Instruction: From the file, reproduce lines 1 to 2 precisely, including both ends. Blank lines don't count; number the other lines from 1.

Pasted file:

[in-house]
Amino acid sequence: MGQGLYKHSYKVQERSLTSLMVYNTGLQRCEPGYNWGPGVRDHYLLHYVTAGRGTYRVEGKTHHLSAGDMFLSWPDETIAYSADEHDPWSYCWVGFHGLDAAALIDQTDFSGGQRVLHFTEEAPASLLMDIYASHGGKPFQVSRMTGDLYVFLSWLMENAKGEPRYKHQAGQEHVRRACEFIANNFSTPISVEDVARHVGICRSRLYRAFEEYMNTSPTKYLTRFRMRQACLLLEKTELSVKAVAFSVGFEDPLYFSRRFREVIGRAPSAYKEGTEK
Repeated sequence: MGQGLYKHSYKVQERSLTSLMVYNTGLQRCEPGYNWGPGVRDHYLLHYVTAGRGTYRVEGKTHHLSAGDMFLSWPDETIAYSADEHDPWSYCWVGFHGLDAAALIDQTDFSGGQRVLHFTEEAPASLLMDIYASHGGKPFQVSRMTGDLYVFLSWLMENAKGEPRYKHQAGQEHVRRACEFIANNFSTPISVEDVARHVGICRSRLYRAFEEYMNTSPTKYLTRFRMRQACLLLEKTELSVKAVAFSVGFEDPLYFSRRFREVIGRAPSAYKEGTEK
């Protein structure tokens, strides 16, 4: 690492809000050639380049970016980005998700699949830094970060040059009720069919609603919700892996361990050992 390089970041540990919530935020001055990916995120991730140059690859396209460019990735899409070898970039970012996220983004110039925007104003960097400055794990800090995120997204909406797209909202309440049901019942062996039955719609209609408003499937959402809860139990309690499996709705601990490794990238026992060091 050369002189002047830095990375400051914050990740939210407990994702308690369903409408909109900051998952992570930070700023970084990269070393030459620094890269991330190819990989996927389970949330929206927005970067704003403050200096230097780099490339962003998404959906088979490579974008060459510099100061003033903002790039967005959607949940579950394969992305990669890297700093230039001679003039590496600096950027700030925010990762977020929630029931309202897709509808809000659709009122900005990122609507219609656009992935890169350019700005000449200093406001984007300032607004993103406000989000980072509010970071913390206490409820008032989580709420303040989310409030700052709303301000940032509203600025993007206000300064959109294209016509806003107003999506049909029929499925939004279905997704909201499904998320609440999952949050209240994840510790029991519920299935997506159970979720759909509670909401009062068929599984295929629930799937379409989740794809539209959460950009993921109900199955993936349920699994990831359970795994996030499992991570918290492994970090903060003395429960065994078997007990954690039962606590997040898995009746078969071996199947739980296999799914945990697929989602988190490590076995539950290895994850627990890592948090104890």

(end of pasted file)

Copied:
[in-house]
Amino acid sequence: MGQGLYKHSYKVQERSLTSLMVYNTGLQRCEPGYNWGPGVRDHYLLHYVTAGRGTYRVEGKTHHLSAGDMFLSWPDETIAYSADEHDPWSYCWVGFHGLDAAALIDQTDFSGGQRVLHFTEEAPASLLMDIYASHGGKPFQVSRMTGDLYVFLSWLMENAKGEPRYKHQAGQEHVRRACEFIANNFSTPISVEDVARHVGICRSRLYRAFEEYMNTSPTKYLTRFRMRQACLLLEKTELSVKAVAFSVGFEDPLYFSRRFREVIGRAPSAYKEGTEK